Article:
My title is intentionally misleading, as there are aspects of both the cases mentioned therein that are not a free speech issue at all.
As I pointed out in my previous post on the Gareth Cliff saga, M-Net are, to my mind, perfectly entitled to promote a certain brand image, and this entitlement is compatible with saying that Cliff doesn’t fit that image, and that they are therefore not renewing his contract.
I’m through with being an “activist atheist”. That’s right, I no longer want to troll Facebook and Twitter for theists and tell them why they are wrong, I no longer want to make fun of theists for their unreasonable beliefs, and I no longer want to be part of the online atheist “community”.
I’m very sympathetic with much of what he expresses there, which by and large indicates a significant change of focus rather than a literal “quitting” of the community. After all, he’s still on the Internet, and he still talks about religion. Instead, what he was attempting to convey was a shift in strategy – less simply pointing out when and where religious folk say something that sounds silly, and more focusing on what we need to do to fill the spaces that religion seems to fill in people’s lives.
In defining and arguing for the priority of what he calls “methodological humanism” over fact-checking and refuting religious utterances, Pribble isn’t saying that you – as a hypothetical “firebrand” atheist – are doing something wrong. But some of the reactions (“The evident lack of self-awareness in this piece is awesome. Is it satire or is he really this dense?”) made it clear that to some, Pribble was having forbidden thoughts. If you’re an atheist, some twitterers seemed to be saying, it’s compulsory to call religious folk out on their every logical error, and to ignore any common ground you might find.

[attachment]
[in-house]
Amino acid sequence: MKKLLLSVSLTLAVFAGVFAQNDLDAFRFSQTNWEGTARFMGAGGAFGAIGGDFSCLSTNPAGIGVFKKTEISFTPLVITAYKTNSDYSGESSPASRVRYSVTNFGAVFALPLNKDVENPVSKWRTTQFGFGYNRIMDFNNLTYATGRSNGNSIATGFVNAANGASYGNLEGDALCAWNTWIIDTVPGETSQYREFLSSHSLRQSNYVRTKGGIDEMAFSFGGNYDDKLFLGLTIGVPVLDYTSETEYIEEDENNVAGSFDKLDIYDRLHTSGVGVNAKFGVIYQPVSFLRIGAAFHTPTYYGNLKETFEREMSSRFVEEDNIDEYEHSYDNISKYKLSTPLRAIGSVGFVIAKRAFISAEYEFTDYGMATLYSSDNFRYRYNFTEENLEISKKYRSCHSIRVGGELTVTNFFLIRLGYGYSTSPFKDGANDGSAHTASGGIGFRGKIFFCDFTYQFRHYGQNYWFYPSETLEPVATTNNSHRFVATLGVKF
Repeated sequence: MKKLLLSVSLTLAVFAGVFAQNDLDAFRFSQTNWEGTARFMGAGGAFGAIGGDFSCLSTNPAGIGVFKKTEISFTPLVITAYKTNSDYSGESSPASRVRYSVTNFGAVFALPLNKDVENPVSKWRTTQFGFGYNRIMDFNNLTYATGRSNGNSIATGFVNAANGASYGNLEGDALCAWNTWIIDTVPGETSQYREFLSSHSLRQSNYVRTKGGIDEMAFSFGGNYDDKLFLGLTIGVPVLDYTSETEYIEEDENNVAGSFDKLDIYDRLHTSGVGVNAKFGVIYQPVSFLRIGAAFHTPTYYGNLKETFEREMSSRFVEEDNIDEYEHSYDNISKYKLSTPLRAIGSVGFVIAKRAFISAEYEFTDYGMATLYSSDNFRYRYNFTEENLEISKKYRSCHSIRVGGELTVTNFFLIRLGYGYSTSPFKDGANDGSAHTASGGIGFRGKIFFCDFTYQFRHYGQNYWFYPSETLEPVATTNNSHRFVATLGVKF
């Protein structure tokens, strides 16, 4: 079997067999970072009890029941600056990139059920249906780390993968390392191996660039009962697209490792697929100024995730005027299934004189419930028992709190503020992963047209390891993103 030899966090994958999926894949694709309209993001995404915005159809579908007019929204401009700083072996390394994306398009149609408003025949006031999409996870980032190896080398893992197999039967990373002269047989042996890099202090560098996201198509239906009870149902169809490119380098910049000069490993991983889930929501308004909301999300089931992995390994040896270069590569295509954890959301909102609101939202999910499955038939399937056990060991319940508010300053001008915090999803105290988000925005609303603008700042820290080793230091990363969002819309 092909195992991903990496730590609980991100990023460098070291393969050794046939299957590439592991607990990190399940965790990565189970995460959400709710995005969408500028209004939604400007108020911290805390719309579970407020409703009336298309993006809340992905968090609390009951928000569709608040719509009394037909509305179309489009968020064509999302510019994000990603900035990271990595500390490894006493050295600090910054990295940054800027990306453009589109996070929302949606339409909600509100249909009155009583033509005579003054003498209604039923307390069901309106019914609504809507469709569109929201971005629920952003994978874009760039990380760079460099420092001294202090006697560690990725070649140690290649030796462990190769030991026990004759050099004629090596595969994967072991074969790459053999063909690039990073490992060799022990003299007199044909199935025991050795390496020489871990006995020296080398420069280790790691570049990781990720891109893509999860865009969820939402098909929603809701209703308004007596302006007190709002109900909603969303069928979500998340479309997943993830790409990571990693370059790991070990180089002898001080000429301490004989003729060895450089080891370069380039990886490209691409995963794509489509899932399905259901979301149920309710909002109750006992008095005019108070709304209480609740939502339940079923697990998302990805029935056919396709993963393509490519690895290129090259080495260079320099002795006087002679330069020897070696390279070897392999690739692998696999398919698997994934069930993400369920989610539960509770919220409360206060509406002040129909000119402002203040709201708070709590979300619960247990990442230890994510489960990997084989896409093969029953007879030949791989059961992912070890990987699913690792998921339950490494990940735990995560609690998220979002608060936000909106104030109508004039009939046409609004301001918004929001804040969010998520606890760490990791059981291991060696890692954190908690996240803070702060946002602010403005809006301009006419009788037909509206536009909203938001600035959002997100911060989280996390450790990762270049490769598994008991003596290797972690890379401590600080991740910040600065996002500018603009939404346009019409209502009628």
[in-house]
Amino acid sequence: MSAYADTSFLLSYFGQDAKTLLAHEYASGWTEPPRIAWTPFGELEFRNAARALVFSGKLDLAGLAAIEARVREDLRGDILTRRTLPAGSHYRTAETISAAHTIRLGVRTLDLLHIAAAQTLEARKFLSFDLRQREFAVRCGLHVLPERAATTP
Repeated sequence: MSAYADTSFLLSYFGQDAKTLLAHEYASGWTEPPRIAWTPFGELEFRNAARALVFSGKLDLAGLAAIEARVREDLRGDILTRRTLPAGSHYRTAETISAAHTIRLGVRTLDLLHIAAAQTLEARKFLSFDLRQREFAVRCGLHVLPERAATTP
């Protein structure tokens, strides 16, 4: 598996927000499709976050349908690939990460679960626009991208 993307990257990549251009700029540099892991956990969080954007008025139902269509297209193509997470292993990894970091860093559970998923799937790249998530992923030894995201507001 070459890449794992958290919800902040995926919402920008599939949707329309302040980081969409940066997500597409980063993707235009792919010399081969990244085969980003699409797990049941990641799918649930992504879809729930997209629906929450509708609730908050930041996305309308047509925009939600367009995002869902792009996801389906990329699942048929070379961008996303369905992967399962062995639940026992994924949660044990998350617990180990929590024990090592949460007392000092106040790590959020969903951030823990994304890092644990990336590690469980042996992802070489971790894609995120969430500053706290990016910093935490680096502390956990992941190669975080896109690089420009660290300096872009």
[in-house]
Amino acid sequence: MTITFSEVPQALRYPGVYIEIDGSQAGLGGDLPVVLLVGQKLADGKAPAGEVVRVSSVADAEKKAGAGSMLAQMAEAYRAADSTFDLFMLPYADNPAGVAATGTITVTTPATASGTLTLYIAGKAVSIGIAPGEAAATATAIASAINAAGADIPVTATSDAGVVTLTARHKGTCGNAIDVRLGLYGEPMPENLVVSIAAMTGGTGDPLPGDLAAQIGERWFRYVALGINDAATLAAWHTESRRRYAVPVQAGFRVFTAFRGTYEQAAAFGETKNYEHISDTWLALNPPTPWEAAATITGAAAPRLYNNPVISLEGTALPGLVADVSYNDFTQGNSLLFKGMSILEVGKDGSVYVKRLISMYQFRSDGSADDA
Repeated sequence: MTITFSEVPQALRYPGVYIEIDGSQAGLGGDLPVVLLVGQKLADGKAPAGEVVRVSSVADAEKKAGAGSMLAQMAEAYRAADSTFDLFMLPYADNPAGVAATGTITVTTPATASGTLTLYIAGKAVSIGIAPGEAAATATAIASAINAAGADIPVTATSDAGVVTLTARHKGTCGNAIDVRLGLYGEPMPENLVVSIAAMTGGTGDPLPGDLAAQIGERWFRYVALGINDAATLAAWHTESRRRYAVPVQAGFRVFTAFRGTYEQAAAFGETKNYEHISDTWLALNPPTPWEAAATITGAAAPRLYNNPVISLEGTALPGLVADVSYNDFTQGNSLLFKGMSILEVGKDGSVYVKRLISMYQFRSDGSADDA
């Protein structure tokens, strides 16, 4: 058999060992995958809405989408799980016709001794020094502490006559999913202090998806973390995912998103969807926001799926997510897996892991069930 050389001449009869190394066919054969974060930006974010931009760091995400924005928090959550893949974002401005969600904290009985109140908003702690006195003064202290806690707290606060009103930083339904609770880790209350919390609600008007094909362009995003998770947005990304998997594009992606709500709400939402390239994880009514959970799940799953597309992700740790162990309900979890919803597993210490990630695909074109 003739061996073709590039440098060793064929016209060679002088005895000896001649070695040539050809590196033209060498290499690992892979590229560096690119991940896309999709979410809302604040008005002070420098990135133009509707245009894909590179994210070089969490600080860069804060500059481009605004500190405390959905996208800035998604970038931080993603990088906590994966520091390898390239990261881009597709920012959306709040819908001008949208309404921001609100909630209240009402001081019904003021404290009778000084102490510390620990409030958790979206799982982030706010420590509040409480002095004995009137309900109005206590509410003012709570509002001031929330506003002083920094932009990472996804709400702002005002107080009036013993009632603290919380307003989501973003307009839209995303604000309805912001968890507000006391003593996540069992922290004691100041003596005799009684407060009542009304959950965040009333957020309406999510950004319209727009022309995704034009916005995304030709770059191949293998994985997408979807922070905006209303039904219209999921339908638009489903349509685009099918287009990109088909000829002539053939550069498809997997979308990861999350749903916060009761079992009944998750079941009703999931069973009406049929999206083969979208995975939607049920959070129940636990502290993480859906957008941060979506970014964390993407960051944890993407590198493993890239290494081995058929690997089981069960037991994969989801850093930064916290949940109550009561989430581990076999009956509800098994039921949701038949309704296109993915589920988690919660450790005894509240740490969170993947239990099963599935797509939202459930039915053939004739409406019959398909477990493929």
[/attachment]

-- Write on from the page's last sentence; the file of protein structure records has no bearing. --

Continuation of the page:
The quote above was from an atheist, but he received plenty of flack from religious people too (regardless of the fact that they seem to not have read, or carefully read, the piece in question. “Why in the world atheists feel the need to proselytize their beliefs is beyond me” hardly seems a fitting response to a piece that argues against proselytising, and “Impressive writing to fit so much hubris, bigotry, hatred, stereotyping, & intellectual bankruptcy into a short essay” just seems like someone, well, parodying exactly what Pribble is trying to steer away from.
We’ve got to try harder to see, and talk about, the nuance that’s available between the extremes. It’s difficult, yes, but that’s also where much of the truth lies. One size doesn’t fit all, and there’s no reason to reject someone else’s strategy simply because you – or one of your intellectual heroes – chooses a different path. And even if there are a number of errors or misrepresentations in a piece, that doesn’t always mean you can’t learn something from it.
Take, for example, this piece on Dawkins with the inflammatory title of “Richard Dawkins, shut up and listen“. There’s lots in there to find fault with, in particular, the consistently negative interpretation of Dawkins’ intentions in the Twitter exchange documented there. Dawkins is framed as an oppressor – never given the benefit of the doubt. As I’ve argued before, he adopts a particular tone and strategy on Twitter, and to my mind, it sometimes fails, and he’s sometimes wilfully misread.
But if you only focus on how Dawkins has been misrepresented in that piece, or if you only focus on what one commentator described “liberalism attempting to eat itself”, you might stand less of a chance of recognising whatever good might exist in the argument you’re addressing.
The last two paragraphs of the “shut up and listen” piece present a totalitarian and judgemental summary of an imagined Richard Dawkins, and are uncharitable to the extreme. But between the extreme of the (misrepresented) Dawkins and Dawkins’ misrepresentation (to my mind, at least) of Salya Shaban AlHamdi, we can find (via Dawkins) a reminder that identity politics are an easy (but lazy) shield against fair critique, and via AlHamdi, that the reminder in question often won’t be heard, if it’s said with a sneer.
Alok Jha, a science correspondent at The Guardian, has a column in which he reports that celebrated theoretical physicist Peter Higgs agrees with those who find Dawkins’ approach to criticising religion “embarrassing”. But in what should be embarrassing to a publication of The Guardian‘s reputation, Jha seems to simply swallow the fake controversy generated by the Daily Mail in the course of describing Higgs’ views.